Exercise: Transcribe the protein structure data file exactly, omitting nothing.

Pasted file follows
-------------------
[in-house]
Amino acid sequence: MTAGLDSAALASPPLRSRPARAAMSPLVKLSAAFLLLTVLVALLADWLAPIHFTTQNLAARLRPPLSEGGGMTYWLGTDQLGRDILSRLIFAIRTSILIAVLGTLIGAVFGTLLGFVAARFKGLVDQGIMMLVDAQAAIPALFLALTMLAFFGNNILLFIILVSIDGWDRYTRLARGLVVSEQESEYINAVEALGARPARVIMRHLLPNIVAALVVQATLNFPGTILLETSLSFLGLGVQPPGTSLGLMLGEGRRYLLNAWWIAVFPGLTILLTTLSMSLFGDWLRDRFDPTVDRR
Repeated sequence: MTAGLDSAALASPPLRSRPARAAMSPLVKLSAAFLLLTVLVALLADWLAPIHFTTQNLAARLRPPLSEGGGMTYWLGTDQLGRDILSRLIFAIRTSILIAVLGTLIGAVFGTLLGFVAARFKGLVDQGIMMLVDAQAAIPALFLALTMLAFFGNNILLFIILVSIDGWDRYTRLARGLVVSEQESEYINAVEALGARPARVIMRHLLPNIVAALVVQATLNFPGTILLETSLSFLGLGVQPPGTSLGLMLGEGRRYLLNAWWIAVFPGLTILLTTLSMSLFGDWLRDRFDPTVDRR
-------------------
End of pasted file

[in-house]
Amino acid sequence: MTAGLDSAALASPPLRSRPARAAMSPLVKLSAAFLLLTVLVALLADWLAPIHFTTQNLAARLRPPLSEGGGMTYWLGTDQLGRDILSRLIFAIRTSILIAVLGTLIGAVFGTLLGFVAARFKGLVDQGIMMLVDAQAAIPALFLALTMLAFFGNNILLFIILVSIDGWDRYTRLARGLVVSEQESEYINAVEALGARPARVIMRHLLPNIVAALVVQATLNFPGTILLETSLSFLGLGVQPPGTSLGLMLGEGRRYLLNAWWIAVFPGLTILLTTLSMSLFGDWLRDRFDPTVDRR
Repeated sequence: MTAGLDSAALASPPLRSRPARAAMSPLVKLSAAFLLLTVLVALLADWLAPIHFTTQNLAARLRPPLSEGGGMTYWLGTDQLGRDILSRLIFAIRTSILIAVLGTLIGAVFGTLLGFVAARFKGLVDQGIMMLVDAQAAIPALFLALTMLAFFGNNILLFIILVSIDGWDRYTRLARGLVVSEQESEYINAVEALGARPARVIMRHLLPNIVAALVVQATLNFPGTILLETSLSFLGLGVQPPGTSLGLMLGEGRRYLLNAWWIAVFPGLTILLTTLSMSLFGDWLRDRFDPTVDRR